Protecting the Rightless - Are Refugees’ Rights Still the Paradox of Human Rights?: A Case Study of Refugee Children’s Access to Education in Lebanon
Independent thesis Advanced level (degree of Master (Two Years)), 20 credits / 30 HE creditsStudent thesis
This thesis explores the relationship between citizenship and human rights by focusing on refugee’s rights. The study is based on Hannah Arendt’s theories that when someone loses state-protection human rights appear weak, and one finds oneself in a state of rightlessness (1976). She developed her thoughts during the refugee crisis after the Second World War, and by discussing her theories in relationship to a field study performed in Lebanon this thesis applies her theories on the current refugee crisis, investigating how applicable her theories are on refugees today. This opens up a discussion on if and how the modern human right framework has managed to solve some of the issues that were present for refugees more than 50 years ago.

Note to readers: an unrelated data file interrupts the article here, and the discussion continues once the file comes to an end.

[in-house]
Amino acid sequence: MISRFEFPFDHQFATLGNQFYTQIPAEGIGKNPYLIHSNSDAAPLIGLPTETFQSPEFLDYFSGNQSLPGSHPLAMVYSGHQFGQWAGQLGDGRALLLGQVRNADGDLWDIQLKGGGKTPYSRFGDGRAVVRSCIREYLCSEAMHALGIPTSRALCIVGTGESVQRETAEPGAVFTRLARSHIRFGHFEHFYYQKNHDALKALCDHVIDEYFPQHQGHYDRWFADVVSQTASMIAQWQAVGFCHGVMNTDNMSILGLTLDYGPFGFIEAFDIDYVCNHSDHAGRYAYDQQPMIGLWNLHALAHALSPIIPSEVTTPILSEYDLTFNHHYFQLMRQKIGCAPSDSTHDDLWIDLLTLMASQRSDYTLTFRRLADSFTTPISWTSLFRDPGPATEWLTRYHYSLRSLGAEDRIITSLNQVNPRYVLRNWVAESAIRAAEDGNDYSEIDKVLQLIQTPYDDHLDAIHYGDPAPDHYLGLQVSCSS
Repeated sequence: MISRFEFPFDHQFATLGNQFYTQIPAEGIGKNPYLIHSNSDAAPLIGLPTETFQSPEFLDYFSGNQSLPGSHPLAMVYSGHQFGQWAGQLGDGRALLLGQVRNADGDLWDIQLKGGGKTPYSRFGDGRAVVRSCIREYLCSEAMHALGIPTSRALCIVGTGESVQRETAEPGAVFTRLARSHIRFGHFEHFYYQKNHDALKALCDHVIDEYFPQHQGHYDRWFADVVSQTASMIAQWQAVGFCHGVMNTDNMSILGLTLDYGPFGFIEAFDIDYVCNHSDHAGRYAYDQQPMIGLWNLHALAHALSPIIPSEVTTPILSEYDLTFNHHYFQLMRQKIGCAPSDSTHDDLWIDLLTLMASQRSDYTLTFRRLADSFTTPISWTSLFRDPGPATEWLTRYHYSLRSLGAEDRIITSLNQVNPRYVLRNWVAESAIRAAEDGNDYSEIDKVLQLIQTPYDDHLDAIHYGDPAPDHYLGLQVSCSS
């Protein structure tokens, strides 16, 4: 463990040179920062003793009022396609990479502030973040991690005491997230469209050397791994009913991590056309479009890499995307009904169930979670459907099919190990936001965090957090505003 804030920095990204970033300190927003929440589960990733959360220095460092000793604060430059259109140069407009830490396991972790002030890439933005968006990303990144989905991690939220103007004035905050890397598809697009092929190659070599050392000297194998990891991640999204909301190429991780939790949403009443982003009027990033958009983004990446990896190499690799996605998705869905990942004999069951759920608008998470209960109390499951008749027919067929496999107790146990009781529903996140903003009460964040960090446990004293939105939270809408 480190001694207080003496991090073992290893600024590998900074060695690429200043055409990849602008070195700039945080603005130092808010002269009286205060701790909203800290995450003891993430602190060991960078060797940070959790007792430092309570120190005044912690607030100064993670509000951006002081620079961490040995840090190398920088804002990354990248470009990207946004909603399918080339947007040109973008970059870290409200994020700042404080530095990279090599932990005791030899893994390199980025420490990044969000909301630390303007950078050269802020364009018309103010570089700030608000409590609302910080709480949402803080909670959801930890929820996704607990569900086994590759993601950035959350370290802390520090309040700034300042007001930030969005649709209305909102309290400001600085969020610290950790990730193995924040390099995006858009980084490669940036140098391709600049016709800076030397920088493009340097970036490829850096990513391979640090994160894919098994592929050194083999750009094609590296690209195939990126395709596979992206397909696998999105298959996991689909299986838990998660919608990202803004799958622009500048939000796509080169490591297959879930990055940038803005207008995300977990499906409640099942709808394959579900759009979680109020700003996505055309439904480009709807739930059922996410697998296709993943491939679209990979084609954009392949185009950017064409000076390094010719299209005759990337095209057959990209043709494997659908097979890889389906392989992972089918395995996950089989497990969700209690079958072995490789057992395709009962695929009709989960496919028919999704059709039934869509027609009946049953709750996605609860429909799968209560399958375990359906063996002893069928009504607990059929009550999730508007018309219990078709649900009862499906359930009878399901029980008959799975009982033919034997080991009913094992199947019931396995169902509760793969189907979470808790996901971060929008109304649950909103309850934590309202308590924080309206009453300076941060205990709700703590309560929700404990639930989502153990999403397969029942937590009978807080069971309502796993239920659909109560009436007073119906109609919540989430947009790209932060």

The empirical study is based on a minor field study in Lebanon concerning refugee children’s right to education. By performing interviews and observations, the obstacles that these children face are presented and analysed according to a framework on vulnerabilities that migrant’s face developed by Sabates-Wheeler and Feldman (2011). The result of this study is a discussion that connects the theoretical framework with the empirical findings by discussing traits in the relevant theories in connection to the case study. The thesis finally concludes that many vulnerabilities that Arendt discussed still affects refugee’s lives today, despite the development of human rights.
Place, publisher, year, edition, pages
2016. , 55 p.
Human Rights, Refugees, Migration, Education, Arendt, Lebanon, Refugee
Social Sciences Interdisciplinary
IdentifiersURN: urn:nbn:se:uu:diva-294944OAI: oai:DiVA.org:uu-294944DiVA: diva2:931973
Subject / course
Master Programme in Human Rights
Namli, Elena, Professor